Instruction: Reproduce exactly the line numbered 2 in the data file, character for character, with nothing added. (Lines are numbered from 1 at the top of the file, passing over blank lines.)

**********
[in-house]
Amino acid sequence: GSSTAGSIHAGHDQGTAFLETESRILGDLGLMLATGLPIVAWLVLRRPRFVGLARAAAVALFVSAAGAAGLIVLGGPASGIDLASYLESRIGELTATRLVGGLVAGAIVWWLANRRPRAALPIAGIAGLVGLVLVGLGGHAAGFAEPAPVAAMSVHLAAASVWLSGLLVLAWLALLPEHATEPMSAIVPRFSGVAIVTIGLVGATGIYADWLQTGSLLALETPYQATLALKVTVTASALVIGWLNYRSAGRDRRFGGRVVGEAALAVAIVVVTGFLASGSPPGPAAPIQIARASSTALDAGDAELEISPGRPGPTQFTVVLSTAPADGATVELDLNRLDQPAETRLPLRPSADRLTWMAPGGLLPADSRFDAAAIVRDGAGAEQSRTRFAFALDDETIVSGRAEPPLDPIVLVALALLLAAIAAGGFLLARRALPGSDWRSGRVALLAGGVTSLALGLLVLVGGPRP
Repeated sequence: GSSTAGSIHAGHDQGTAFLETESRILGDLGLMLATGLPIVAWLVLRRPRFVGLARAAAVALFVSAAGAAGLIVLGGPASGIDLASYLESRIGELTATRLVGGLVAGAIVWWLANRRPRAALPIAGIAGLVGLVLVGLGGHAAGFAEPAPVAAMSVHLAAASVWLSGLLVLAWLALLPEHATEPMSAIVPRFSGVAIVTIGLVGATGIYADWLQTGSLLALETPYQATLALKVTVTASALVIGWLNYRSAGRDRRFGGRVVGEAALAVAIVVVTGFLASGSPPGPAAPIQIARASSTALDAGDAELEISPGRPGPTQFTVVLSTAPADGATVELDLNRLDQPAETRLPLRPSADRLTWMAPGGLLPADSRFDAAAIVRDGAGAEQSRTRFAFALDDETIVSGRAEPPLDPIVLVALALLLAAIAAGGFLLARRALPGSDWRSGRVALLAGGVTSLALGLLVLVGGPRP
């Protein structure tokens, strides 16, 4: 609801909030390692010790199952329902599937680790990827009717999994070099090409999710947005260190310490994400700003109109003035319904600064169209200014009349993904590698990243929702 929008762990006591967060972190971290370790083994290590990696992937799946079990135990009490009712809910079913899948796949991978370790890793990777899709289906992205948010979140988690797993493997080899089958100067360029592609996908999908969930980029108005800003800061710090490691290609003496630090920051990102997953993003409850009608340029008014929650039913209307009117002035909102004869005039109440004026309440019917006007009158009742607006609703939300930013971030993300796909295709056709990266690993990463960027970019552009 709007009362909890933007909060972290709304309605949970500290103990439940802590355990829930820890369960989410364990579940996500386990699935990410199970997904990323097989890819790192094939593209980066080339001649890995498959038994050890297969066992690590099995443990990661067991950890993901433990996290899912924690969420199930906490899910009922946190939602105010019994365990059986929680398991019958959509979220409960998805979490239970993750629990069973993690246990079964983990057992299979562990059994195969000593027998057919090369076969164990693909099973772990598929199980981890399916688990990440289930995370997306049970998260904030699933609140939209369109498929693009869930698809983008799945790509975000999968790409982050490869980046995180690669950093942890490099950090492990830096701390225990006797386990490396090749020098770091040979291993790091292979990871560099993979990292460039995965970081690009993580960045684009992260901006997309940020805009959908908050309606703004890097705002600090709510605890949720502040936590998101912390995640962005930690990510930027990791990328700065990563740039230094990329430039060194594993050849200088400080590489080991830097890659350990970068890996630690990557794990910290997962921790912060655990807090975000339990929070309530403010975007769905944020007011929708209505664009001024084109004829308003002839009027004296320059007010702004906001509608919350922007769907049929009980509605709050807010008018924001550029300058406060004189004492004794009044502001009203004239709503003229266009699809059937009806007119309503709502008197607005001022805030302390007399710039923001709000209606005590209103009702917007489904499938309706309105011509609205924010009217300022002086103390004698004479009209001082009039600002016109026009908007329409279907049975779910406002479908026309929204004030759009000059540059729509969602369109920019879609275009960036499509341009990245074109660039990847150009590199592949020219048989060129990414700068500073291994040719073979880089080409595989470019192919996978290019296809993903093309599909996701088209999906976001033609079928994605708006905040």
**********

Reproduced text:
Amino acid sequence: GSSTAGSIHAGHDQGTAFLETESRILGDLGLMLATGLPIVAWLVLRRPRFVGLARAAAVALFVSAAGAAGLIVLGGPASGIDLASYLESRIGELTATRLVGGLVAGAIVWWLANRRPRAALPIAGIAGLVGLVLVGLGGHAAGFAEPAPVAAMSVHLAAASVWLSGLLVLAWLALLPEHATEPMSAIVPRFSGVAIVTIGLVGATGIYADWLQTGSLLALETPYQATLALKVTVTASALVIGWLNYRSAGRDRRFGGRVVGEAALAVAIVVVTGFLASGSPPGPAAPIQIARASSTALDAGDAELEISPGRPGPTQFTVVLSTAPADGATVELDLNRLDQPAETRLPLRPSADRLTWMAPGGLLPADSRFDAAAIVRDGAGAEQSRTRFAFALDDETIVSGRAEPPLDPIVLVALALLLAAIAAGGFLLARRALPGSDWRSGRVALLAGGVTSLALGLLVLVGGPRP